I am grateful for how strongly connected I feel to community in Pamplona, Spain. Teaching in Spain allowed me to make new friends (including other Meddeas language assistants!). I met them through different channels like my dance or Spanish classes. However, the key to how I feel connected to Pamplona is through the community at my placement school: El Redín.
My first day at El Redín School: The Key to a Smooth Welcome
On my first day at El Redín my tutor met me at the school’s front doors. He took ample time to introduce me to other faculty and staff in the school, as well as the students we crossed paths with, as he gave me a tour of the building.
Because of my tutor’s support from the very beginning, I have found it incredibly easy to continue waving and saying hello to students, staff, and other teachers in the school every day.
Spending Time With Other Staff Members During Breaks
Descanso, or the mid-morning break, takes place after the first three classes of the day. During this time, all of the teachers enjoy each other’s company over coffee, dulces (sweets, including sobaos, which are delicious—especially when dipped in coffee), fruit, and, occasionally, other treats.
When a teacher has a birthday, tradition requests that they bring something for everyone to enjoy. These treats range from tortilla (Spanish omelette, which is worth a trip to Spain on its own) to jamón to chocolate garroticos.
Teaching in Spain: Lunchtime
Spending time with other teachers continues during lunch, which usually starts a few minutes after 1:00 in the afternoon. While getting food in the teacher’s lounge, it is common practice to offer to help by holding the lid of a food container open, handing them a plate, or filling up another teacher’s water glass. These small details go a long way and are strong evidence of a community where people support and care about each other.
Most of the conversations I share during descansos and lunch are in Spanish. The other teachers know that I am learning it, and have been so helpful and supportive of my learning journey. Through my experiences learning Spanish outside of my English classes -including my conversations with teachers at El Redín- I feel like I can better relate to the experiences of my students as they learn English.
The Strong Sense of Community in El Redín Extends to Its Students
While teaching in Spain I continue to get impressed by the willingness of students to support each other. Impossibly often, when I bring two students out of their class to work on English exercises together, the support and care they have for each other, without exception, makes me wonder if all classmates are best friends indeed.
Among the best examples of how students support each other, one that comes to mind is from a schoolwide running event. Students of every grade participated in a cross-country style race, with an announcer and an audience of other students. At one moment, a group of 7 boys ran through the finish line with their arms linked around one another in a large line as they smiled, laughed, and waved to their friends in the stands. Shortly after, two students wrapped their arms around a third student who had hurt his leg. They walked with him the entire way, receiving loud applause from teachers and students at the finish.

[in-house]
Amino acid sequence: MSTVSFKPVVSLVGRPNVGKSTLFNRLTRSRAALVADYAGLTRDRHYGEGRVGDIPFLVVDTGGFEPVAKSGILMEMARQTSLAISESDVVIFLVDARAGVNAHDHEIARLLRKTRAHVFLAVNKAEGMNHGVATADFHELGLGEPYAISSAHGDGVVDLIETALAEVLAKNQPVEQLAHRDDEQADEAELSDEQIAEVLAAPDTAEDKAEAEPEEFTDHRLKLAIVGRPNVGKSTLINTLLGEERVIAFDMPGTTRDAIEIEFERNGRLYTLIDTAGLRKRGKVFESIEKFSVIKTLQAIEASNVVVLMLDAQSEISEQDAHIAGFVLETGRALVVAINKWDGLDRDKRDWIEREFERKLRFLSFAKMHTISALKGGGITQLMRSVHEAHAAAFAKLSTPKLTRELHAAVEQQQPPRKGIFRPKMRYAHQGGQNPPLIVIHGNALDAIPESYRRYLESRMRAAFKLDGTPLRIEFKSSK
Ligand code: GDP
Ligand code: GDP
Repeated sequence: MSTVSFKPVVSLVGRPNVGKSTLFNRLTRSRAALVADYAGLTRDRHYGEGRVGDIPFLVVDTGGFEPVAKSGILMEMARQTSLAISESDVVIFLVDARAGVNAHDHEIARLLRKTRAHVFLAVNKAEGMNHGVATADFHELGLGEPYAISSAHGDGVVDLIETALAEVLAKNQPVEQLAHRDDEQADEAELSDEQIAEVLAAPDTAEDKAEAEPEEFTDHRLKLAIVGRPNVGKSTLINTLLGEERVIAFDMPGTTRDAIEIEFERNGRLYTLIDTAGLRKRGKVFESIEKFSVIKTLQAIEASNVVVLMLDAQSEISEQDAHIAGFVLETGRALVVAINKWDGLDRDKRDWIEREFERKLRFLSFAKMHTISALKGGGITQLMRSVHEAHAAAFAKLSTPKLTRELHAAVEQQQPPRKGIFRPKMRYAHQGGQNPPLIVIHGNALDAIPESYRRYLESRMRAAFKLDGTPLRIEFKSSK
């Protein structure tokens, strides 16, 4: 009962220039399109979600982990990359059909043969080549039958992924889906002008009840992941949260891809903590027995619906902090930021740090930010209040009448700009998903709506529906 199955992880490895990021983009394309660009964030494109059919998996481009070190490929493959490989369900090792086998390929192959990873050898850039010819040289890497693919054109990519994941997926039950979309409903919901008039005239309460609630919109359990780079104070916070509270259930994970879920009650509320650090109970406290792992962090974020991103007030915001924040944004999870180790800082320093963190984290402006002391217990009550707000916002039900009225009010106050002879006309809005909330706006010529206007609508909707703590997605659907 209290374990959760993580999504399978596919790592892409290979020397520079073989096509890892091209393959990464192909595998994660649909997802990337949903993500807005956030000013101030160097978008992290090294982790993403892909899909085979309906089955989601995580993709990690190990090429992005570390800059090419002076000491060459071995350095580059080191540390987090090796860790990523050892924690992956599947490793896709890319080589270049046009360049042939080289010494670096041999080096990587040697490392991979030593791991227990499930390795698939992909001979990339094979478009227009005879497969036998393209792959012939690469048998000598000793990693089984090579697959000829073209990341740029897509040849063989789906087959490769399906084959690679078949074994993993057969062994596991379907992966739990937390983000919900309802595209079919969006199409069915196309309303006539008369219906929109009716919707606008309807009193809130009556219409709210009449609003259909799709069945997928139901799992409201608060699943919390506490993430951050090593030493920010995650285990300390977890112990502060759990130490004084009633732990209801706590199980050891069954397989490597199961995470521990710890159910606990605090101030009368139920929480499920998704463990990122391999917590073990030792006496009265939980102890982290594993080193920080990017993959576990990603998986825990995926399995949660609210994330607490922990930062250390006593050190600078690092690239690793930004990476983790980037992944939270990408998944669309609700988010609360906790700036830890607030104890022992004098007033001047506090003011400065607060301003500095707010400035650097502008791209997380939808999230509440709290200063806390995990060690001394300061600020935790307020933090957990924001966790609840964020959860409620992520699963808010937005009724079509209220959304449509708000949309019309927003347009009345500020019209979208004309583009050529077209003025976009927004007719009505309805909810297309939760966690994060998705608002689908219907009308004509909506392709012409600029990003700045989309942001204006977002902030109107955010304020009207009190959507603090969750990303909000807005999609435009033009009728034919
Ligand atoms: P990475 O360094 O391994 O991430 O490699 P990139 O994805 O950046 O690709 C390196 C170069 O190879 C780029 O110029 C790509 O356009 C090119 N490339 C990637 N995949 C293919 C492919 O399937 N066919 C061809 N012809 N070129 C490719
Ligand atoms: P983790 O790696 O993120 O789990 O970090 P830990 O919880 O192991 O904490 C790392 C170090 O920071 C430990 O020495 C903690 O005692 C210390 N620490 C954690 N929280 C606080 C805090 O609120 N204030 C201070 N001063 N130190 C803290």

It is clear that El Redín’s sense of community encompasses its teachers and its students. For this, and many other reasons, it is easy to be excited to come to school every day!
School Goes Beyond “School Hours”
Last month, one of the teachers organized a paddle tournament (a very fun and very popular game in Spain that reminds me of tennis and pickleball) for all of the other teachers. He took ample time and energy to ensure that I had a ride to and from the tournament, which took place outside of Pamplona’s city center. In addition, teachers play a game of football (soccer, where I grew up) against the fathers of students at the school every Monday.
And This Is Just The Beginning!
It is easy to have many things to look forward to in the school day.
I love working with my students, and also enjoy talking with other teachers during descansos and lunch in the mid-morning and afternoon. Because of the clear support that exists through the community at El Redín, I feel even more connected to Pamplona. I am excited for the months ahead of me… Oh! And for Christmas. Here is a last pic of how the school is getting ready for the celebrations.
The Meddeas Team knows that is not the same to read it as to live it. However, these testimonies help upcoming Language Assistants. If you want to know more about what it is like to teach in Spain, have a look at this blog post or this video.